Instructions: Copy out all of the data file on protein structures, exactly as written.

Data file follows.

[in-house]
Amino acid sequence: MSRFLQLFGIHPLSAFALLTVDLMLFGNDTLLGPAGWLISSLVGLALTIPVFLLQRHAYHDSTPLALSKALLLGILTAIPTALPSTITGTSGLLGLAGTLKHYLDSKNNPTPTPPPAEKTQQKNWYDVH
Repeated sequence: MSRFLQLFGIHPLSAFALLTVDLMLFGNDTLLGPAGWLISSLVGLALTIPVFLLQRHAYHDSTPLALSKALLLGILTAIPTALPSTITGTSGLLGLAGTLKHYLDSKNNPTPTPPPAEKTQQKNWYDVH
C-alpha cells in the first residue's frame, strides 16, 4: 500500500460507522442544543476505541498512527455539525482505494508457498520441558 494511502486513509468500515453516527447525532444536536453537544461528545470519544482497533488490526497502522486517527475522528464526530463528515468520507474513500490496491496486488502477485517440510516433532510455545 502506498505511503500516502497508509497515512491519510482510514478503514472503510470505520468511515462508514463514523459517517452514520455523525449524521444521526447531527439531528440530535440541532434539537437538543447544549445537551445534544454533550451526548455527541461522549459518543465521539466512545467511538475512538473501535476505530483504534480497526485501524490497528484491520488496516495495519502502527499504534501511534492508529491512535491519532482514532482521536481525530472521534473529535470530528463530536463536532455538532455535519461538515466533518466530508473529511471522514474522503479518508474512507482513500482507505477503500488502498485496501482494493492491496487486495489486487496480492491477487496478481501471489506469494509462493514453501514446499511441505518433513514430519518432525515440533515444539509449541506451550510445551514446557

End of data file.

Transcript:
[in-house]
Amino acid sequence: MSRFLQLFGIHPLSAFALLTVDLMLFGNDTLLGPAGWLISSLVGLALTIPVFLLQRHAYHDSTPLALSKALLLGILTAIPTALPSTITGTSGLLGLAGTLKHYLDSKNNPTPTPPPAEKTQQKNWYDVH
Repeated sequence: MSRFLQLFGIHPLSAFALLTVDLMLFGNDTLLGPAGWLISSLVGLALTIPVFLLQRHAYHDSTPLALSKALLLGILTAIPTALPSTITGTSGLLGLAGTLKHYLDSKNNPTPTPPPAEKTQQKNWYDVH
C-alpha cells in the first residue's frame, strides 16, 4: 500500500460507522442544543476505541498512527455539525482505494508457498520441558 494511502486513509468500515453516527447525532444536536453537544461528545470519544482497533488490526497502522486517527475522528464526530463528515468520507474513500490496491496486488502477485517440510516433532510455545 502506498505511503500516502497508509497515512491519510482510514478503514472503510470505520468511515462508514463514523459517517452514520455523525449524521444521526447531527439531528440530535440541532434539537437538543447544549445537551445534544454533550451526548455527541461522549459518543465521539466512545467511538475512538473501535476505530483504534480497526485501524490497528484491520488496516495495519502502527499504534501511534492508529491512535491519532482514532482521536481525530472521534473529535470530528463530536463536532455538532455535519461538515466533518466530508473529511471522514474522503479518508474512507482513500482507505477503500488502498485496501482494493492491496487486495489486487496480492491477487496478481501471489506469494509462493514453501514446499511441505518433513514430519518432525515440533515444539509449541506451550510445551514446557